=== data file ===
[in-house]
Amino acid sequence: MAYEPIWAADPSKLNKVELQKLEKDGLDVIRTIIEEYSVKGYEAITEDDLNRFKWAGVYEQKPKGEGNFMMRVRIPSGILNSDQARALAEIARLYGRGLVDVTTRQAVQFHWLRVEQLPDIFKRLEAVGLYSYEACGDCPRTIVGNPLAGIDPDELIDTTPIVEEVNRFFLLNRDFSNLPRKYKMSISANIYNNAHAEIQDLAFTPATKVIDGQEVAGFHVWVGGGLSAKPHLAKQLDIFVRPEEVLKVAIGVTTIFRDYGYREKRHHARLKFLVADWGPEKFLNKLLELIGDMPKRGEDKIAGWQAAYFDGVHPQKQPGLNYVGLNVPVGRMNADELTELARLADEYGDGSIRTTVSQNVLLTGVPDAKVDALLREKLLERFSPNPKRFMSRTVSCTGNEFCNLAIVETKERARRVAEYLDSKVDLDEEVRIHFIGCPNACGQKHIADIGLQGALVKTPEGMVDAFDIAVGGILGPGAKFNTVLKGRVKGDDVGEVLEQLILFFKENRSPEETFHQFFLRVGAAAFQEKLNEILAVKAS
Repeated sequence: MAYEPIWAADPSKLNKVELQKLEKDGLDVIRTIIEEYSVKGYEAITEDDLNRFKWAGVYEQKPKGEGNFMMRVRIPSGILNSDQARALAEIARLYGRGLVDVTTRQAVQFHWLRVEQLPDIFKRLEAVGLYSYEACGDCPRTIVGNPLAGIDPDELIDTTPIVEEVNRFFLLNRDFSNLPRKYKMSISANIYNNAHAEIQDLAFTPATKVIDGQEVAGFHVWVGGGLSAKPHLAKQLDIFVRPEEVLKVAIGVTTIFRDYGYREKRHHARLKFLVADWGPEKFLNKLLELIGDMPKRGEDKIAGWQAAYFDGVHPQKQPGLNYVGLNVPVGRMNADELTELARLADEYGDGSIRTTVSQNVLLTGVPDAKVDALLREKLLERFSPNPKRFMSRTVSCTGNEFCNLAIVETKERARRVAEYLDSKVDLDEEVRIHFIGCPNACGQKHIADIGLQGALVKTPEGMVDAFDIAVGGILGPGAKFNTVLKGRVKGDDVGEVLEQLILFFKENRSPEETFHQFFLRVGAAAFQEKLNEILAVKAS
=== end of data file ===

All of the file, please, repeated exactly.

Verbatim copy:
[in-house]
Amino acid sequence: MAYEPIWAADPSKLNKVELQKLEKDGLDVIRTIIEEYSVKGYEAITEDDLNRFKWAGVYEQKPKGEGNFMMRVRIPSGILNSDQARALAEIARLYGRGLVDVTTRQAVQFHWLRVEQLPDIFKRLEAVGLYSYEACGDCPRTIVGNPLAGIDPDELIDTTPIVEEVNRFFLLNRDFSNLPRKYKMSISANIYNNAHAEIQDLAFTPATKVIDGQEVAGFHVWVGGGLSAKPHLAKQLDIFVRPEEVLKVAIGVTTIFRDYGYREKRHHARLKFLVADWGPEKFLNKLLELIGDMPKRGEDKIAGWQAAYFDGVHPQKQPGLNYVGLNVPVGRMNADELTELARLADEYGDGSIRTTVSQNVLLTGVPDAKVDALLREKLLERFSPNPKRFMSRTVSCTGNEFCNLAIVETKERARRVAEYLDSKVDLDEEVRIHFIGCPNACGQKHIADIGLQGALVKTPEGMVDAFDIAVGGILGPGAKFNTVLKGRVKGDDVGEVLEQLILFFKENRSPEETFHQFFLRVGAAAFQEKLNEILAVKAS
Repeated sequence: MAYEPIWAADPSKLNKVELQKLEKDGLDVIRTIIEEYSVKGYEAITEDDLNRFKWAGVYEQKPKGEGNFMMRVRIPSGILNSDQARALAEIARLYGRGLVDVTTRQAVQFHWLRVEQLPDIFKRLEAVGLYSYEACGDCPRTIVGNPLAGIDPDELIDTTPIVEEVNRFFLLNRDFSNLPRKYKMSISANIYNNAHAEIQDLAFTPATKVIDGQEVAGFHVWVGGGLSAKPHLAKQLDIFVRPEEVLKVAIGVTTIFRDYGYREKRHHARLKFLVADWGPEKFLNKLLELIGDMPKRGEDKIAGWQAAYFDGVHPQKQPGLNYVGLNVPVGRMNADELTELARLADEYGDGSIRTTVSQNVLLTGVPDAKVDALLREKLLERFSPNPKRFMSRTVSCTGNEFCNLAIVETKERARRVAEYLDSKVDLDEEVRIHFIGCPNACGQKHIADIGLQGALVKTPEGMVDAFDIAVGGILGPGAKFNTVLKGRVKGDDVGEVLEQLILFFKENRSPEETFHQFFLRVGAAAFQEKLNEILAVKAS